You have a choice! You can control the process you use to select a financial advisor or you can let advisors control the process. Because you may not have a process, advisors are more than happy to step-in and provide one that helps them sell financial products.
Advisors use a four step sales process to gain control of your assets. First, they want you to like them. Second, they know you trust people you like. Third, they use trust to convince you they are financial experts. Fourth, once you believe they are experts they know you will buy whatever they are selling. Virtually every advisor in America uses some variation of this sales process because it works.
When advisors control the process you only hear what they want you to hear. They can omit everything else because they do not have mandatory disclosure requirements. For example, they withhold any information that discloses their weaknesses. They may misrepresent information about their credentials and ethics. They may exaggerate the results they have produced for their current clients. They use misinformation to convince you they are trustworthy experts and to compete with higher quality advisors.
So how can investors take back control of the process to protect their own financial interests? It is actually easier than you might think. You don’t have to develop your own process. You can use the free tools that reside on this website (www.InvestorWatchdog.com).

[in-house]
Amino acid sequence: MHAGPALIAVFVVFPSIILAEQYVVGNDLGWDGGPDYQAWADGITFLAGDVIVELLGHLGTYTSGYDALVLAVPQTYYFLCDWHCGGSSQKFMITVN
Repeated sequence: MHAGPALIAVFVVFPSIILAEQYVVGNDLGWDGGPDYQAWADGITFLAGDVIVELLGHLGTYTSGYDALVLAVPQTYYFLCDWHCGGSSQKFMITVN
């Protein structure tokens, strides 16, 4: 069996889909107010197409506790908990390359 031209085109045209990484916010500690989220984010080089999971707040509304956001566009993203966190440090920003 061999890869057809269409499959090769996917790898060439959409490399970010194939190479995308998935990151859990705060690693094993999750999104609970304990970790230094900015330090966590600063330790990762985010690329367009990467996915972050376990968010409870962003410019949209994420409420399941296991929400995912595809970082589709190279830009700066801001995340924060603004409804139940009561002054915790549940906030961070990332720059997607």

You should have three goals for your process. Goal number one is to gather the same data from all of the advisors who are included in your selection process. You want the same data so advisors are easy to compare to each other. It is next to impossible to compare advisors when all of their information is different.
Your second goal is to gather data that really matters. Advisors use sales pitches and claims to convince you to buy what they are selling. However, pitches and claims have nothing to do with the advisors’ expertise and trustworthiness. You want information that describes their experience, education, certifications, compliance records, fiduciary status, and services. This is information that impacts the achievement or your financial goals. Your risk of selecting the wrong advisor skyrockets when they control what you hear.
Your third goal is documentation for the data that really matters. Lower quality advisors prefer verbal information because it increases the impact of their sales skills. And, in the absence of documentation, advisors are free to use aggressive sales tactics that have one purpose – convince you to buy what they are selling.
Advisors are less inclined to use omission, misrepresentation, and exaggeration when you require them to document this information. That’s because you may turn their information over to an attorney, compliance officer, or regulatory agency. You have evidence if they used illegal sales tactics to gain control of your assets.
There is one more issue. Advisors have documentation that protects them. It is called a sales agreement. If you read the agreement you will find a lot of language that protects the advisor and his firm. Very little or none of the content protects you. The type of documentation I am recommending does help protect you from unscrupulous advisors who use deceptive sales tactics.